Pĭla. Pĭla Lusoria（σφαῖρα).
1.A ball. Ballplaying was a very favourite occupation among both Greeks and Romans, though regarded less as a game than as an exercise for strengthening the muscles and cultivating suppleness of limb. The earliest mention of such an exercise is found in two passages of the Odyssey (vi. 100; viii. 370). In the second passage, ball-tossing is an adjunct of the dance, and this choric ball-play was very popular at Sparta (Athen. i. 24 b), and long survived. In the Athenian gymnasia a special room (σφαιριστήριον) was devoted to this and similar exercises with balls. The practice was introduced at Rome only in the later days of the Republic (Hor. Sat. ii. 2, 10), but when once established it took a strong hold on persons of all classes and of all ages—old men as well as boys adopting it (Seneca, De Brev. Vit. 13; Sueton. Aug. 83; Pliny , Epist. iii. 1, 8). The different kinds of balls in use were as follows: (a) the harpastum (μικρὰ σφαῖρα), a small hand-ball stuffed with hair; (b) the pila trigonalis (μέση σφαῖρα), the one most used, also a hand-ball stuffed with hair, but larger than the harpastum; (c) the arenaria, of doubtful nature; (d) the paganica (μεγάλη σφαῖρα), a large ball stuffed with feathers (Mart.xiv. 45); and (e) the follis (κενὴ σφαῖρα), a ball filled with air, like the modern football. There is nothing to show that in classical times the Greeks and Romans had any games of ball involving the use of a bat or racquet, though in one form of game the ball was struck with the palm of the hand (lusus pilae cum palma, Med. Lat.). The following are the principal technical terms used in playing ball: διδόναι, βάλλειν, ἀφιέναι, dare, mittere, iactare, “to throw a ball;” λαμβάνειν, δέχεσθαι, accipere, excipere, captare, “to catch;” ἀντιπέμπειν, ἀνταφιέναι, remittere, reddere, “to throw back a ball to the sender;” οὐρανία, datatim ludere, “to play at catch;” ἀπόρραξις, “bounce-ball;” φενίνδα, fallere, “pretending to throw to one player when really throwing to another.” Games at Ball (σφαιρομαχίαι). (a) The game called ἐπίσκυρος (also ἐφηβικὴ and ἐπίκοινος: Poll.ix. 104, Eustath. l. c.). In this game the ground was marked by two base lines (γραμμαὶ κατόπιν), and another line drawn parallel to them through the middle of the ground, presumably more than a stone's-throw from them, which was called σκῦρος or λατύπη, because it was marked with finely broken stones. The ball was placed upon this line (whence the name ἐπίσκυρος), and the players started at the same moment from their respective base-lines. The player who could first seize the ball threw it as far as he could towards the enemy's base-line: the object was to force the line of enemies back by constantly returning the ball farther and farther over their heads until they were driven over their own base-line. Clearly, getting the first throw by fast running at the start must have been an enormous advantage (cf. Schol. ad Plat. Leg. i. p. 633 C). It is not improbable, though there is no proof of it, that the contest of the pagani (whence the name paganica for the third-sized Roman ball) was a game of this kind. It seems to have been regarded as a game for the young (ἐφηβική), and for large numbers (ἐπίκοινος). (b) Harpastum (or, by the older name, Pheninda; in Athen. and Eustath. φαινίνδα: in Clem. Alex. φενίνδα: in Etym. Mag. φεννίς, φενίνδα, φενακίνδα). This game cannot with certainty be reconstructed, but the following seems to us an outline most consistent with our authorities. (Galen, περὶ τῆς σμικρᾶς σφαίρας: Sidon. Apoll. v. 17; Mart.iv. 19; vii. 32; xiv. 48; Athen. i. p. 25; Eustath. l. c.; Poll.ix. 105). There were clearly two sides, for Galen lays stress on the fact that there is emulation (φιλοτιμία), which exercises the ψυχή, as well as movements which exercise the limbs and the eye: there are presumably base-lines as goals, without which it is hard to understand what he says about generalship (στρατηγία), and positions won and lost. The ground was then probably rectangular, the two ends being base-lines, and it was divided by a line in the centre (trames) into two equal camps. There was always one “middle player,” a special feature of the game, called medicurrens (Sidon.), or ὁ μεταξύ (Galen: cf. vagus, Mart.vii. 32), each side being probably so represented in turn: how the “innings” of the medicurrens ended we do not know, but perhaps he gave up his place to one of the other side whenever a point was scored against his side. As to the identity of pheninda with harpastum we have the positive statement of Athenaeus that it was the old name of harpastum, the belief of Pollux that it was, and the fact that in some places it still went by that name; and, moreover, no writer mentions both games as distinct. (c) Trigon. In this favourite game of the Romans there were no “sides,” but each played for himself; still it was a legitimate game, played for winning and losing. The following description may, as it seems to us, best meet the accounts which we have: There were three players standing in the form of an equilateral triangle. Each player had one ball to start with, and played for his own score. He would wish both his fellowplayers to miss their strokes, and drop the ball as often as possible. He might send his ball to either player (presumably there was some rule about sending it fairly within their reach), and he might do so either by catching the ball which came to him and throwing it, or by “fiving” it, so as either to strike it back to the sender (repercutere) or sideways to the third player (expulsare). Obviously the most disastrous position would be receiving three balls nearly at the same time—if, for instance, his own ball is smartly struck back to him, and almost simultaneously the two others have been sent to him; obviously, also, his easiest position was to receive only one ball at a time with a fair interval before the next. The winner was probably the player who allowed his ball to drop the fewest times. A fourth person stood by to count the misses (numerare). The ball used was a hard one, covered with leather and stuffed with hair, as stated above. See Becq de Fouquières, Les Jeux des Anciens, pp. 176-211. （d) In very late times (i. e. in the Byzantine Period) a game of ball was played on horseback bearing a strong resemblance to our modern “polo” (Cinnamus, Hist. vi. 4). It was confined chiefly to princes and the higher nobles, who took sides and struck at a leather ball with a sort of curved stick provided with a catgut network, the object being for each party to drive the ball over the opponents' base-line (πέρας). The word pilicrepus, so often found in Latin, means in general a professional ball-player as distinguished from an amateur, and is applied to teachers of scientific ball-playing and to those who juggled with balls. These last were also called pilarii. The following illustration, from the Baths of Titus at Rome, shows a pilicrepus (the person with a beard) giving a lesson in trigon to three young men:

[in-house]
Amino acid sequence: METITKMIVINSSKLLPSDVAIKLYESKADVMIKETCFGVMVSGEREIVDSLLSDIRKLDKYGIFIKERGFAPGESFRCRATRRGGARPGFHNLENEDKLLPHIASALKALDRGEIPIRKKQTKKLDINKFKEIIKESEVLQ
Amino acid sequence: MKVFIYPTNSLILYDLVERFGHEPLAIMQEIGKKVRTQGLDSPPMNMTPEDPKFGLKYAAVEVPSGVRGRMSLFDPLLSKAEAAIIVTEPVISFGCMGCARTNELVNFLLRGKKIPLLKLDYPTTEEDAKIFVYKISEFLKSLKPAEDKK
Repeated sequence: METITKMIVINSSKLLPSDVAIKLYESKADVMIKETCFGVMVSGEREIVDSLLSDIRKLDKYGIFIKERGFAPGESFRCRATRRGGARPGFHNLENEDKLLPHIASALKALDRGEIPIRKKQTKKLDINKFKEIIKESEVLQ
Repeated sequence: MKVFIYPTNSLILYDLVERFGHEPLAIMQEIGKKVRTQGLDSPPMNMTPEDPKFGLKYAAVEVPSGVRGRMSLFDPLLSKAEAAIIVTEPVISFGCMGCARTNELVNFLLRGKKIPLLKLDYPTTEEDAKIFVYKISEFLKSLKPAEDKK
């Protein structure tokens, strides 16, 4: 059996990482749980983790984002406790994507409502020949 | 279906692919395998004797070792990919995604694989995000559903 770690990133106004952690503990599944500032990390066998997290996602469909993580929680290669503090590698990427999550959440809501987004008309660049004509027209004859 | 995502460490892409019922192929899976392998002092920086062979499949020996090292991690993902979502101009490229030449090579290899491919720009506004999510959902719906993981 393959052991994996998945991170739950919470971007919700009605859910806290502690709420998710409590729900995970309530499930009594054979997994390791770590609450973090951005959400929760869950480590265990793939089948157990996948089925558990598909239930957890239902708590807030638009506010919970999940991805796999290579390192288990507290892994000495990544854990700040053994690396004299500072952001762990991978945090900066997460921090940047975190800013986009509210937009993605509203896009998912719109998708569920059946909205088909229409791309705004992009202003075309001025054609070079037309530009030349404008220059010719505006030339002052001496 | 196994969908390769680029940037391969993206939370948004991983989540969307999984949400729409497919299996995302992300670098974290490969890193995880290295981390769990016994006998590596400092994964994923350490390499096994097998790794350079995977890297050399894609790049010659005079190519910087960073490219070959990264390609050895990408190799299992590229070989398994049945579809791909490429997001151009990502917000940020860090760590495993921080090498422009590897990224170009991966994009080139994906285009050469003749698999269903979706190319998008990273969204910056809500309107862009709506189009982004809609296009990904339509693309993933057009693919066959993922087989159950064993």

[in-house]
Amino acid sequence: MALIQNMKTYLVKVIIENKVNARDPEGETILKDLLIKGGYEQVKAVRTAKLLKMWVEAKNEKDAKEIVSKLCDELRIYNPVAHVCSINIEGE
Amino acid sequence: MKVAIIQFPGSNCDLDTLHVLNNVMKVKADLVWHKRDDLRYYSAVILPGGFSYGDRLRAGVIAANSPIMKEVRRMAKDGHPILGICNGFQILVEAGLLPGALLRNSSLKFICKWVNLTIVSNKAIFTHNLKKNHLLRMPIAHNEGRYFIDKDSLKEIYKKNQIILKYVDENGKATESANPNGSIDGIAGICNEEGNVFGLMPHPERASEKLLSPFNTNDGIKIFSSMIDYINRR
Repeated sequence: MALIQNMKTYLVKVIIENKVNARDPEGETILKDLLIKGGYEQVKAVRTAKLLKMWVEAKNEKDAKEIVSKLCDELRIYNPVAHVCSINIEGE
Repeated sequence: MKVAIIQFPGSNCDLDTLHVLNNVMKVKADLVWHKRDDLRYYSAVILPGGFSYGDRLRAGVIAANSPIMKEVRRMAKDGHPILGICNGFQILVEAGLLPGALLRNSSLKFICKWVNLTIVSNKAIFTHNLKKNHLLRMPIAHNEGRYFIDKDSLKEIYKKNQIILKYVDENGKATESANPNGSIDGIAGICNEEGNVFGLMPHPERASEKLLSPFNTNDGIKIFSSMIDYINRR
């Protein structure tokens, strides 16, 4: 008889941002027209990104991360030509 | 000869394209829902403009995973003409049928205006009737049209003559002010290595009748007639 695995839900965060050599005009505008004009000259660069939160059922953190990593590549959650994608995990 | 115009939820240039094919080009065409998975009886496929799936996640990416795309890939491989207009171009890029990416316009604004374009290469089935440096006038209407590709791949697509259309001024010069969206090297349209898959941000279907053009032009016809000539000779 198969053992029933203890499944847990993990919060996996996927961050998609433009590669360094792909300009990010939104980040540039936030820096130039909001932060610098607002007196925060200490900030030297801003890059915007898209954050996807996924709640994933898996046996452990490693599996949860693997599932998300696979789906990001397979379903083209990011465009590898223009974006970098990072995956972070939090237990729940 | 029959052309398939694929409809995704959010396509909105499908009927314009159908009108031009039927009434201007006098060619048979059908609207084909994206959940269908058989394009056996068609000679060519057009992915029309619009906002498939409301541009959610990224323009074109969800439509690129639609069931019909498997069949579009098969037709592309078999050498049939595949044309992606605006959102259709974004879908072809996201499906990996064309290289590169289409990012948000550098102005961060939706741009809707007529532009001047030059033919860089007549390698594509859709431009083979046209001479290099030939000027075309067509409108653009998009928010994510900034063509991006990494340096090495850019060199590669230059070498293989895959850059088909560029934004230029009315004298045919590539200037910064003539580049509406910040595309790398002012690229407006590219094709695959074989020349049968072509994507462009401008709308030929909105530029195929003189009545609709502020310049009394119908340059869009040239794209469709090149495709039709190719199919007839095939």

|Lesson in Trigon. (From the Baths of Titus.)|
Amianthus, Epaphra, Tertius ludant cum Hedysio. Iucandus Nolanus petat. Numerent Citus et Iacus. Amianthus. In this game, Hedysius is the pilicrepus who plays against any two of the three challengers first named. Iucandus of Nola picks up the dropped balls and pitches them back to the players. Citus and Iacus (the latter when not playing himself) keep the score—i. e. note the dropped balls. Amianthus signs the notice. See Becq de Fouquières, Les Jeux des Anciens (1873); Marquardt, De Sphaeromachiis Veterum (1876); and Grasberger, Erziehung und Unterricht, pp. 88 foll. (1880).